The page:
An older generation remembers President Richard Nixon desperately insisting, during the Watergate scandal, “I am not a crook.” Along the same lines, right-wing Supreme Court Justice Amy Coney Barrett implores, “this court is not comprised of a bunch of partisan hacks.”
If you have to say it, it’s too late.
The Supreme Court is under attack these days. A solid majority of Americans disapprove of the way the court is doing its job — and rightly so. Almost two out of three Americans believe the court is mainly motivated by politics.
And they’re right.
Once the most trusted of American institutions, the Supreme Court faces a crisis of legitimacy. Central to that crisis is the fact that three members of the Republican supermajority gained their seats through anti-constitutional duplicity.
Let’s go back to the year 2000 and the Bush versus Gore presidential contest.
The hyper-close election came down to Florida where, at a key moment with a recount underway, Bush enjoyed a threadbare lead of 537 votes out of 5.8 million cast. Bush’s margin had been shrinking as the recount progressed, and Democrats were hopeful it would disappear.
Enter the right-wing Supreme Court. In a startling 5-4 decision, the court halted the recount, handing the presidency to Bush.
The decision was roundly condemned by nearly 700 law professors of different political views, who warned: “By stopping the vote count in Florida, the U.S. Supreme Court used its power to act as political partisans, not judges of a court of law. By taking power from the voters, the Supreme Court has tarnished its own legitimacy.” (Disclosure: I drafted the statement!)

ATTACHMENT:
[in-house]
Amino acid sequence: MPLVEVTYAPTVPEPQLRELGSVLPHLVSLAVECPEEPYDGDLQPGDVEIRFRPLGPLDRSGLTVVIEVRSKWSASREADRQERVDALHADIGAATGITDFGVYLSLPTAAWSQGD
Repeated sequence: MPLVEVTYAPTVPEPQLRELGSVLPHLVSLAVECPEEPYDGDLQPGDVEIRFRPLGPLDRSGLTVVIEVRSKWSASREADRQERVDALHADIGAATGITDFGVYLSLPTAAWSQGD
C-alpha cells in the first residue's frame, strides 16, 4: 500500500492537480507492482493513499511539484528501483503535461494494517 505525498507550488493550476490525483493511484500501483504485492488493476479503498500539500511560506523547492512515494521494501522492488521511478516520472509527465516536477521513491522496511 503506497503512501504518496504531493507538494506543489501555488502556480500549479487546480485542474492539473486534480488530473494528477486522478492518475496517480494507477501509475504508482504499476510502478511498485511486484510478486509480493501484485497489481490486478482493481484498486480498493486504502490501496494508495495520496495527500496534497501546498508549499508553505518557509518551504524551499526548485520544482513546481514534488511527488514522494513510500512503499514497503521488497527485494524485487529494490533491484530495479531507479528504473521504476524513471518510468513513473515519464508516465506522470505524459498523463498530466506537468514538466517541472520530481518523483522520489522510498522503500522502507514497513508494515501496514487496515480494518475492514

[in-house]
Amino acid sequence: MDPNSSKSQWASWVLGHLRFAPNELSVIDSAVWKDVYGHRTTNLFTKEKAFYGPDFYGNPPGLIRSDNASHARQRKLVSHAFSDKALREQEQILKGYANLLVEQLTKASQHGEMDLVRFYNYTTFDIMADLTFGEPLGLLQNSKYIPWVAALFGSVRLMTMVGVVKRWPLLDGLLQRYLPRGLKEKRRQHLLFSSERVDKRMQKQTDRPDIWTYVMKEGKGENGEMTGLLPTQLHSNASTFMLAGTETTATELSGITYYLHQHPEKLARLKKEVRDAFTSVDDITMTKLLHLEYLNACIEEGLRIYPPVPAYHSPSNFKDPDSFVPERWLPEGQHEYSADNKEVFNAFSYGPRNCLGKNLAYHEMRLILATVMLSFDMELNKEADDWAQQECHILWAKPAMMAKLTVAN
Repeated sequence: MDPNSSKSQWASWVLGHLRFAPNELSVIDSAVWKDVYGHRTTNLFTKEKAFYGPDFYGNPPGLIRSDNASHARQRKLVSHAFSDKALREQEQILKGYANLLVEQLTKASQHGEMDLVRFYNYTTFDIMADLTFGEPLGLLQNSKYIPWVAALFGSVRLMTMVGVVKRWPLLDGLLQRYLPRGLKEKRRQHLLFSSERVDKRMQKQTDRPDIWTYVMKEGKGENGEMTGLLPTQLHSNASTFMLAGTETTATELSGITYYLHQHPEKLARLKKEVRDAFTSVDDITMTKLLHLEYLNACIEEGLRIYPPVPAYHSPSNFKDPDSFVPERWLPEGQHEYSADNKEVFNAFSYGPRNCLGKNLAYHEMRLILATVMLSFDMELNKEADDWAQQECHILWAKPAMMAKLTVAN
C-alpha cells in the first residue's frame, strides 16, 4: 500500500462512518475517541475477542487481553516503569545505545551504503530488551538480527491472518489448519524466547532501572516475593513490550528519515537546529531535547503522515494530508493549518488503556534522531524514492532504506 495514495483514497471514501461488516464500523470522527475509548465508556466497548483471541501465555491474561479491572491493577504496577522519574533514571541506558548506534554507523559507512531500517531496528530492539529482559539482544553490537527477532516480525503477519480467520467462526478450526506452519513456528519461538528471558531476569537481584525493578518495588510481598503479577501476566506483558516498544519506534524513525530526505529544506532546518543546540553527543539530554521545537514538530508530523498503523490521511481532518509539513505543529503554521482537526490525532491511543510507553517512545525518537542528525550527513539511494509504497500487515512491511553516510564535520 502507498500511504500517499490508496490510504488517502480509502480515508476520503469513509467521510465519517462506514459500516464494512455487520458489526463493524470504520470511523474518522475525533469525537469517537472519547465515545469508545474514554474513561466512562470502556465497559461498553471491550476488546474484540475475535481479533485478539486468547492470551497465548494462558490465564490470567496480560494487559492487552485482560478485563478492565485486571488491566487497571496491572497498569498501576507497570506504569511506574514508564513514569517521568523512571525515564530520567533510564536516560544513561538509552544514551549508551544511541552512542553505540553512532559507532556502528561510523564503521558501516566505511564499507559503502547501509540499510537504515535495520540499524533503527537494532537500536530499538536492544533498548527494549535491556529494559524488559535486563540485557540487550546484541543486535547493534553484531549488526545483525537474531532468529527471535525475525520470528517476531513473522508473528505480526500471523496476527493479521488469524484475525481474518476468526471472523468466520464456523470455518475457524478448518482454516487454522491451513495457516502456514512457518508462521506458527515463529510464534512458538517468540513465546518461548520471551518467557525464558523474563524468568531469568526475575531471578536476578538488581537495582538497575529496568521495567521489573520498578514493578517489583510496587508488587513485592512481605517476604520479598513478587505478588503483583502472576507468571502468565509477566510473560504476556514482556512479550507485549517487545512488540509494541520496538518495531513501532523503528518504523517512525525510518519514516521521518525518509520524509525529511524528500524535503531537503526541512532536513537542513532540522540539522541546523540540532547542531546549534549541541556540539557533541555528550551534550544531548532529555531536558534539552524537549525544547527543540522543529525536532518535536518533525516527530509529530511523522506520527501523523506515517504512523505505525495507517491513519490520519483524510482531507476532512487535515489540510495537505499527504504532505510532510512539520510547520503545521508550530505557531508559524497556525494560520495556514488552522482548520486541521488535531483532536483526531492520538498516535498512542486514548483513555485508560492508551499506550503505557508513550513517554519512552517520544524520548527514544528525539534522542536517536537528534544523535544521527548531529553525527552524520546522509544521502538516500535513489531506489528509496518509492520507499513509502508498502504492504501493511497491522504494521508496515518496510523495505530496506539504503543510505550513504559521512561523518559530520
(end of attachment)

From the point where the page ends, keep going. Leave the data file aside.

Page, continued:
Why did the court perpetrate this judicial coup d’etat on behalf of a candidate who’d lost the national popular vote by over a half million ballots?
Because it was necessary to secure the succession. In 2000, the right wing dominated the Supreme Court, but just barely. With two justices in their 70s, the five conservatives feared a Democratic president would be able to shift the balance to the liberal justices.
So the conservatives installed an illegitimate president and in return received two illegitimate right-wing justices, John Roberts and Samuel Alito.
The right-wingers used their continued ascendancy to enact the GOP’s political agenda.
Defying long precedent, they invented a personal right to own firearms in the 5-4 D.C. v. Heller case, enabling a seemingly unstoppable epidemic of gun violence. In the 5-4 Citizens United decision, they emboldened corporations and the rich to corrupt our politics with floods of money. And in the 5-4 Shelby County case, they unleashed a war on democracy by crippling the Voting Rights Act.
Now add Justice Neil Gorsuch.
In February 2016, conservative Justice Antonin Scalia died. Under the Constitution, President Obama had the right and obligation to fill the vacancy — and the Senate had the duty to consider his nominee, Merrick Garland. Instead, the GOP-controlled Senate spurned its constitutional obligations, refusing to even hold a vote on Garland’s confirmation.
Over a year later, Donald Trump — another Republican president who took office after losing the popular vote — gained the presidency and appointed Gorsuch, who stole the seat that was Obama’s to fill under the Constitution.
If these three had not been placed on the court through chicanery, we’d have a liberal majority instead of a right-wing supermajority — and we’d see major differences in our lives.
We’d get better solutions to school shootings than putting bullet-proof backpacks on our children. The crushing burden of student loans would be lightened for millions. Our democracy would be less at risk, with voting rights protected and gerrymandering reined in.
Judges wouldn’t be undermining government action on the unfolding climate disaster. And women would still have the right to decide for themselves whether to bear children.
Americans are paying a harsh price for a Supreme Court without legitimacy. And how long can a court without legitimacy command our obedience?